Developing a new tool to capture and report upon the performance of support coordinators required a fresh way of thinking when incorporating a results orientation. Delmarva had been scoring support coordinators on roughly 180 elements with the original provider review tool that focused primarily on process. The new WiSCC tool has only 11 elements. Five elements continue to focus on process-oriented topics such as background screening, training, and billing. The remaining six speak to the very essence of what Florida is trying to accomplish, as each element builds upon the previous elements, ultimately focusing upon the generation of results:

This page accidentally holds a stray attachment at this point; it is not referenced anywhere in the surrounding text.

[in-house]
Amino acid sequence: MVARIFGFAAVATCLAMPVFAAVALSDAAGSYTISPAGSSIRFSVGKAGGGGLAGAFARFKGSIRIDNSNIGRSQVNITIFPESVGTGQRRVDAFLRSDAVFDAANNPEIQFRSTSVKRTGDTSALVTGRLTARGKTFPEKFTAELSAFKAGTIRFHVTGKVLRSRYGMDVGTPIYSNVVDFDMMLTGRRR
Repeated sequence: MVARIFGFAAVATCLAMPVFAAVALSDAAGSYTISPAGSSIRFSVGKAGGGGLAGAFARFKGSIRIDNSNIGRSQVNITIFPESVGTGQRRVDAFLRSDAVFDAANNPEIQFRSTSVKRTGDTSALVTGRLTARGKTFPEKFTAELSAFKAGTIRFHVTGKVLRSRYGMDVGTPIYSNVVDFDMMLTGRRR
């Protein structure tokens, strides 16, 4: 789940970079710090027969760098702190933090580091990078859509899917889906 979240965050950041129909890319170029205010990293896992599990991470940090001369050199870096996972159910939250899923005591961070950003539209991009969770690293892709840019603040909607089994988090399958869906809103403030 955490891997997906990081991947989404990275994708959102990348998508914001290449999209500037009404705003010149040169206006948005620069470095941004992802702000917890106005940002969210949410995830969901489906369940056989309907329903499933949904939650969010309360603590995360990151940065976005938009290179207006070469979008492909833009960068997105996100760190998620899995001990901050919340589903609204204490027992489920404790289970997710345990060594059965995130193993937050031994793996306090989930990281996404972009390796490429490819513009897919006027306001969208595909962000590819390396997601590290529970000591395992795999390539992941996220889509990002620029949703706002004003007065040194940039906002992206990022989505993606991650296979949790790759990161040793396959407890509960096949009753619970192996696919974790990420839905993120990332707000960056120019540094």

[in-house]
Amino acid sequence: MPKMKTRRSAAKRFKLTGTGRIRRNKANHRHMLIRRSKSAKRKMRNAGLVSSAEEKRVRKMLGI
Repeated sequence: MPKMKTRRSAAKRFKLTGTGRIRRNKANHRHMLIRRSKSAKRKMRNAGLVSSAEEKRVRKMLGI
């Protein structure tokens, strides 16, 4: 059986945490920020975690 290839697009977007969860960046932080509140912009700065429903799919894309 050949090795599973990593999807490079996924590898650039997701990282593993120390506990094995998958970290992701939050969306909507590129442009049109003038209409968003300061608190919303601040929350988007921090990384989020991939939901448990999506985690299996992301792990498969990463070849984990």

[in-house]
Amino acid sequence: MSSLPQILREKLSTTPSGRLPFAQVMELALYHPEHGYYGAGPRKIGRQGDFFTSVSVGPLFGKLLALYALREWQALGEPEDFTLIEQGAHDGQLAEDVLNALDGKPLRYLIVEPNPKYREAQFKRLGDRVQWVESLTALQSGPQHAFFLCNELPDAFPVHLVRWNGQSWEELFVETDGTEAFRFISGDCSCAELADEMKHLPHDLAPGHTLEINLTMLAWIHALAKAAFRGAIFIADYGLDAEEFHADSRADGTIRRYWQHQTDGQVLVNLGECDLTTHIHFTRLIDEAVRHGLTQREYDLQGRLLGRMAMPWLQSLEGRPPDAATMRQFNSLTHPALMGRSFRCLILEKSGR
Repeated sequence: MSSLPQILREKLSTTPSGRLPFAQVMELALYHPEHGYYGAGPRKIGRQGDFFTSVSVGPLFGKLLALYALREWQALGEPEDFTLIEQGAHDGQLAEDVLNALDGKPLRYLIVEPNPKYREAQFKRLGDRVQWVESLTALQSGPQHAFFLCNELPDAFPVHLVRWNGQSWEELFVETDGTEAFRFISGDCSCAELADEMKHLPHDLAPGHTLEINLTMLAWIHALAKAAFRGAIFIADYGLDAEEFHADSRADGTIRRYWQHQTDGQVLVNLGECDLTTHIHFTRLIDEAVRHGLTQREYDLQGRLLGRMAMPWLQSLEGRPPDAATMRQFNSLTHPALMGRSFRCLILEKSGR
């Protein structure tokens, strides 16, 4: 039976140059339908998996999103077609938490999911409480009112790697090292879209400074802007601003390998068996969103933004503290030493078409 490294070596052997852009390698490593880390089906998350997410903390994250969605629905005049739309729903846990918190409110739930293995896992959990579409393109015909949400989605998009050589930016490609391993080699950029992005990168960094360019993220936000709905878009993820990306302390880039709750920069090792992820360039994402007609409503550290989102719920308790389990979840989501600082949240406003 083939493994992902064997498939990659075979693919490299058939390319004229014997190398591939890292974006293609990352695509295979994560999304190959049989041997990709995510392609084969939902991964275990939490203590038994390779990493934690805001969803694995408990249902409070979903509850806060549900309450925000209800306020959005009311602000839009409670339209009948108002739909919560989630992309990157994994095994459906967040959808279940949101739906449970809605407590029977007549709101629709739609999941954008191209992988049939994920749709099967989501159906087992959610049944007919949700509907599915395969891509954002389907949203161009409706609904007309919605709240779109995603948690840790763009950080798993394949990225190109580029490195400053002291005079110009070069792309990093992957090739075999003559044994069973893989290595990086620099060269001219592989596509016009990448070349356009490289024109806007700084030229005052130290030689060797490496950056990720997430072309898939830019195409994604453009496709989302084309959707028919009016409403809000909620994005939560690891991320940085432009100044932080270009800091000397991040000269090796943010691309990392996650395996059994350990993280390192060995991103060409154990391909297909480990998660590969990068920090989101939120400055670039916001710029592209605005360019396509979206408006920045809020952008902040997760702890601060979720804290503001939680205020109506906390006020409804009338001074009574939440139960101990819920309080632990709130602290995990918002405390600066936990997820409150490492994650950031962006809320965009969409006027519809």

- Expectation 1: The support coordinator has an effective method for learning about the people they serve.
- Expectation 2: The support coordinator is aware of the health, safety, and well-being of the people they serve.
- Expectation 3: The support plan is developed with the person and reflects what the person wants.
- Expectation 4: The support coordinator has evaluated the effectiveness of all supports.
- Expectation 5: The support coordinator uses education, exposure, and experience to support informed choices.
- Expectation 6: The support coordinator has assisted the individuals they serve to accomplish positive results.
The “simplistic relevance” incorporated into the WiSCC approach enables both the support coordinator and the Delmarva consultant to easily see the big picture goal of results generation and avoid what historically has been a mundane focus – the “monitoring” of details that have little to no impact on what is important to the people being served. The possibility of a more creative and less scripted approach fosters an environment more likely to generate a meaningful end.